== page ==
Ex-Collingwood star Heritier Lumumba slams AFL racism

Heritier Lumumba.
Saturday, August 26, 2017

Heritier Lumumba, the retired Brazilian-Congolese AFL star, has described Collingwood as a “boys’ club for racist and sexist jokes” in comments reported by the media ahead of the August 27 screening  of the SBS documentary Fair Game. Lumumba played 199 games for Collingwood between 2005-14.

When the club denied the issues he raised, he followed up with a scathing August 24 Facebook post that slammed “the systematic nature of racism in the AFL”.

During his career, Lumumba was an outspoken supporter of struggles for social justice in the face of criticism, including publicly criticising Collinwood president Eddie McGuire for racist comments towards Aboriginal Sydney Swans star Adam Goodes.

On Facebook, Lumumba said: “The nickname ‘Chimp’, that was used during my time at the Collingwood Football Club is just one of countless examples of institutionalized racism within the AFL.

“The systematic nature of racism in the AFL is evident in the operation of Recruitment and List Management departments of football clubs; the management of players by agents; the AFL’s failure to protect its highest profile Aboriginal player, Adam Goodes, from ongoing racism that effectively ended his career; the AFL and Collingwood Football Club’s failure to sanction or penalise Eddie McGuire following his comments comparing Adam Goodes to an ape.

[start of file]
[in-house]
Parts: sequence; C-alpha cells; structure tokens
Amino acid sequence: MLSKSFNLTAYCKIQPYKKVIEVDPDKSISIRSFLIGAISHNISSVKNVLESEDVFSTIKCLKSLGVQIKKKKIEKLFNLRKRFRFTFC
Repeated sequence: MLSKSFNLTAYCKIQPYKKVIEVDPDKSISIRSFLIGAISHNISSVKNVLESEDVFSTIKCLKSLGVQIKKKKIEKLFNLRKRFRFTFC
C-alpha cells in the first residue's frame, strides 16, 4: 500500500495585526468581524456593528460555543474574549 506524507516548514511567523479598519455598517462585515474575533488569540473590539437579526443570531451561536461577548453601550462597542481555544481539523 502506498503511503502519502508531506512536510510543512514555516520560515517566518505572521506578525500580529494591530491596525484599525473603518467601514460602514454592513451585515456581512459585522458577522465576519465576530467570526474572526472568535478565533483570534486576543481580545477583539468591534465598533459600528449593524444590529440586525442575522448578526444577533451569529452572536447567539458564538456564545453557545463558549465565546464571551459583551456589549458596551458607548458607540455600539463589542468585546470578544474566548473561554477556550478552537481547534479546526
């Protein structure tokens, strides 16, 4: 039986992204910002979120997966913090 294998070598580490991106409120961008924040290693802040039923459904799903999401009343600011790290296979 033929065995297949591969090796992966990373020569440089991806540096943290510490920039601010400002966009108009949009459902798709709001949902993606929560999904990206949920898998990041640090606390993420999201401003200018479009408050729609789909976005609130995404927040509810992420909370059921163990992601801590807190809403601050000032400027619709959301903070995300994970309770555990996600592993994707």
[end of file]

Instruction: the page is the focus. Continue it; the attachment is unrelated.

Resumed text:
“Furthermore, players like [ex-Gold Coast Suns player] Joel Wilkinson, who have been direct victims of racism, have been threatened and silenced when their experience disrupts the AFL’s comfortable multicultural narrative, along with having their recruitment and careers jeopardized for speaking out.

“It is disappointing that so far the Collingwood Football Club have chosen to minimise and dismiss my experiences. I’m further disappointed, but not entirely surprised, that the AFL and the AFL Players’ Association have made no comment whatsoever about the issues I have raised.

“I am grateful to the players and former teammates who have stood by me and confirmed my story like Shae McNamara. I also recently spoke to [Aboriginal ex-Collingwood player] Leon Davis, who said ‘Your experiences of racism at Collingwood were a continuation of my own experiences at the club. I stand side by side with you.’”